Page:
SACRAMENTO (CBS13) - Sacramento has a new tool to fight back against the fear generated from some federal immigration raids.
Advocates are now training volunteers to become legal observers. We spoke to one such observer to find out more about how he plans to help those in the immigration crosshairs.
"My situation can change from one day to another," said Edwin Valdez
Valdez is the son of undocumented immigrants from Mexico.
It's always in the back of my mind, knowing I can come home and my mom and dad aren't there," said Edwin Valdez.
He's living with uncertainty and responsibility.
"If my dad is...detained by ICE and deported, I automatically have to assume the head of the household," he said.
But Edwin Valdez isn't sitting back. The 21-year-old college sophomore is using his fear to fight back against Immigration and Customs Enforcement Raids by arming his community with an understanding of their rights.
"They don't have to open up the door. They can ask for an arrest warrant," he explained.
Valdez is teaming up with immigration groups across Northern California and forming a coalition of legal observers for undocumented immigrants. They're volunteers trained to keep their eyes on ICE.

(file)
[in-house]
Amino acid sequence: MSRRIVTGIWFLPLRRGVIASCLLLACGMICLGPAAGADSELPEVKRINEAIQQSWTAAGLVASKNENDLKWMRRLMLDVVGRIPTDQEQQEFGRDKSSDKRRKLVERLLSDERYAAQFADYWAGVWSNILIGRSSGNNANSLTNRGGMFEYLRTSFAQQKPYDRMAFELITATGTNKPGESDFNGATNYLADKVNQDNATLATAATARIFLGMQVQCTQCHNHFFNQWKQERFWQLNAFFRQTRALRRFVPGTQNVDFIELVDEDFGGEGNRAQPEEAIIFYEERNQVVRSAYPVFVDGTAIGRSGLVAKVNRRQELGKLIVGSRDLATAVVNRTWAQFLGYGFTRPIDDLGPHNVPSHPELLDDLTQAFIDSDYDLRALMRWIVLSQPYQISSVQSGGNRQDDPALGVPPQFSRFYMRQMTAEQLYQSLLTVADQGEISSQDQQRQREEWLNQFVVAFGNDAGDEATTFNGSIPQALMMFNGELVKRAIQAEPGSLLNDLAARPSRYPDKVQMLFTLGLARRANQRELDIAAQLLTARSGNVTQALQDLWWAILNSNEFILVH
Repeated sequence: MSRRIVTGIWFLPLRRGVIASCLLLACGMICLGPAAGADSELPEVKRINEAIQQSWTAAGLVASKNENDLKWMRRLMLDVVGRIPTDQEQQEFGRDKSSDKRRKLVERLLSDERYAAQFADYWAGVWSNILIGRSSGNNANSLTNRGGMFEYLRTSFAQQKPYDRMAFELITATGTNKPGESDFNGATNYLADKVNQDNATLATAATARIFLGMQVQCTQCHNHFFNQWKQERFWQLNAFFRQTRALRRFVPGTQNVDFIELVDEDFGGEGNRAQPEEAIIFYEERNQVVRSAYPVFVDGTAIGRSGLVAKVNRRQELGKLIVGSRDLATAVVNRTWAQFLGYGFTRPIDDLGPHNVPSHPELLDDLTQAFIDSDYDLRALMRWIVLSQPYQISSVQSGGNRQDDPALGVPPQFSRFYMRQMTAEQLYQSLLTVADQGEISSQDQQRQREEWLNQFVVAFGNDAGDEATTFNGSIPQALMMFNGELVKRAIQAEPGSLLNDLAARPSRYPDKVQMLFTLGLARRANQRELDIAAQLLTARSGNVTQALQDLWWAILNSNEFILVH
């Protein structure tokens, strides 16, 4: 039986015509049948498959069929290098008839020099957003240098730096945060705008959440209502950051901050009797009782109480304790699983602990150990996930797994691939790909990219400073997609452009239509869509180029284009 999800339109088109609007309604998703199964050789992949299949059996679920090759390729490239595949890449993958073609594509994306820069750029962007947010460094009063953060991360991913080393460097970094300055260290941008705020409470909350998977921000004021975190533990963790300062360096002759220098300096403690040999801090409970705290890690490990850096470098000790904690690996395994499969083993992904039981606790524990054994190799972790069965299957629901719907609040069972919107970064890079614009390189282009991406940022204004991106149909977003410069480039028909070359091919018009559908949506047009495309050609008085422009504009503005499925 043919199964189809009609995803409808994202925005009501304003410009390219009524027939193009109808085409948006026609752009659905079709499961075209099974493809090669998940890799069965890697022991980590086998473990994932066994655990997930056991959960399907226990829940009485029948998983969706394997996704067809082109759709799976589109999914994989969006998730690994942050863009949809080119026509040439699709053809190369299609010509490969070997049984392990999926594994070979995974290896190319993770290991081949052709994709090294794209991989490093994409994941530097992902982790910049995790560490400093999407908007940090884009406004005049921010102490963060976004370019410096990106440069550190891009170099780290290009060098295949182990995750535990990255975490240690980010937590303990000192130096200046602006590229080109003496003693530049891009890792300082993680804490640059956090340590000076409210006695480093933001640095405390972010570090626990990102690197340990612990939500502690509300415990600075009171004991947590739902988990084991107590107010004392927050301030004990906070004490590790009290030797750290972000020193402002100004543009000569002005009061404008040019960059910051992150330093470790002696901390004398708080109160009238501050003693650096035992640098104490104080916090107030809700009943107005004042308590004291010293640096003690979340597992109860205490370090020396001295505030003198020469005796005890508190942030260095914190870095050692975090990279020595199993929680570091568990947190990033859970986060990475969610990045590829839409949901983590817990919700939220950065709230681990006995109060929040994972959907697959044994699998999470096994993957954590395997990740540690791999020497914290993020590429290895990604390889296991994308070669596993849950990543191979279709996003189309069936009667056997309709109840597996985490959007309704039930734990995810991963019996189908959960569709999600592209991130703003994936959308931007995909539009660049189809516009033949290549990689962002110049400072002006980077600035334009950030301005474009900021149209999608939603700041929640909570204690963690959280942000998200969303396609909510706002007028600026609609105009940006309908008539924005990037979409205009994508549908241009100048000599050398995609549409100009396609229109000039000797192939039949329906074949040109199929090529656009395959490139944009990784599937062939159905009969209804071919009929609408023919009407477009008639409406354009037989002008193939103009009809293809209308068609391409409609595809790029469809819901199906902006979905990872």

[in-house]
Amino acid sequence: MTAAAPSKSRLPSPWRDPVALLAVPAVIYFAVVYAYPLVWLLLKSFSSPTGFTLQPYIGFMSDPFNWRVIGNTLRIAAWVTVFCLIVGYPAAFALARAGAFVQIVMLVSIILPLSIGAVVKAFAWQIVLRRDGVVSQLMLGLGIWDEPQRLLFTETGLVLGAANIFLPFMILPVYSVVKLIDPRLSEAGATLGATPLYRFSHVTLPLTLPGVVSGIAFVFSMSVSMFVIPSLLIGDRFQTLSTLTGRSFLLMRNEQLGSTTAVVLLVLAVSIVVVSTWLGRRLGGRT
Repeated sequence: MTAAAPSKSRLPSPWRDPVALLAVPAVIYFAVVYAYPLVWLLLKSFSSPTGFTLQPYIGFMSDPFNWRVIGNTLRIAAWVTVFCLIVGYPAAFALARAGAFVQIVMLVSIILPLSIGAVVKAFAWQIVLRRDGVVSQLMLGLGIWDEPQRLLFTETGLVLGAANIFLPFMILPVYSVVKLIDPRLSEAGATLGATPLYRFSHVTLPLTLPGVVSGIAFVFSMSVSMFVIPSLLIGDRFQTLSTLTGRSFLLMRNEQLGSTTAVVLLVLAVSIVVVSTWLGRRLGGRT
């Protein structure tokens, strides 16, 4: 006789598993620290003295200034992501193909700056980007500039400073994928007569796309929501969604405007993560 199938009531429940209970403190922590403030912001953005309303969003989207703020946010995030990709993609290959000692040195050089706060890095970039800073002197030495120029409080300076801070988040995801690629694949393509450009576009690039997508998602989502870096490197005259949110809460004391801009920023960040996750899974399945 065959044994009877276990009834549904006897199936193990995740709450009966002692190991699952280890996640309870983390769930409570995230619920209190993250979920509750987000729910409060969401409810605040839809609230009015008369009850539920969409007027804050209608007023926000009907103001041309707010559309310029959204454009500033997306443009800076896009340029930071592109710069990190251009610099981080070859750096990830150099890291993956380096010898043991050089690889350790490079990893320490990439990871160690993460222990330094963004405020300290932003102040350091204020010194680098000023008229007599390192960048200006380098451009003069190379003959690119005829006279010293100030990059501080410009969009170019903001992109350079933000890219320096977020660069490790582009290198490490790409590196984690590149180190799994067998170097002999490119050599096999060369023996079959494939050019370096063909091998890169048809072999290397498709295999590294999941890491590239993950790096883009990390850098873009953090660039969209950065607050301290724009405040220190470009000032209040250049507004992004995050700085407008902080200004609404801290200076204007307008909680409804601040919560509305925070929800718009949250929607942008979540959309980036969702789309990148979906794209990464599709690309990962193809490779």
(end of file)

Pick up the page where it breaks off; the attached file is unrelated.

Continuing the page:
"These trainings are done by lawyers who work alongside different law enforcement agencies," he said.
Immigrants who spot an ICE raid call a "rapid response hotline." Dispatchers are there to offer advice or dispatch a legal observer.
"What we're able to do is stay back with whoever is left, whether it be a family member, uncle, aunt and provide them with resources," he said.
It's the latest in a series of efforts in California designed to advise immigrants at risk of deportation under the Trump administration.
In Sacramento, city leaders recently agreed to pay for the legal defense of undocumented immigrants.
Luis Cespedes serves as legal counsel for the Safe Haven Task Force.
"The City of Sacramento has always stood up for those who are least among us," he said.
They're taking aim at President Trump's crackdown on sanctuary cities where immigrants find refuge and advocates stand guard.
"At times it keeps me awake at night, but I know that if I continue to work hard I might be able to prevent something," said Valdez.
However, critics say these advocates can't actually prevent federal ICE activity and argue undocumented immigrants should eventually face the consequences of being in the country illegally.
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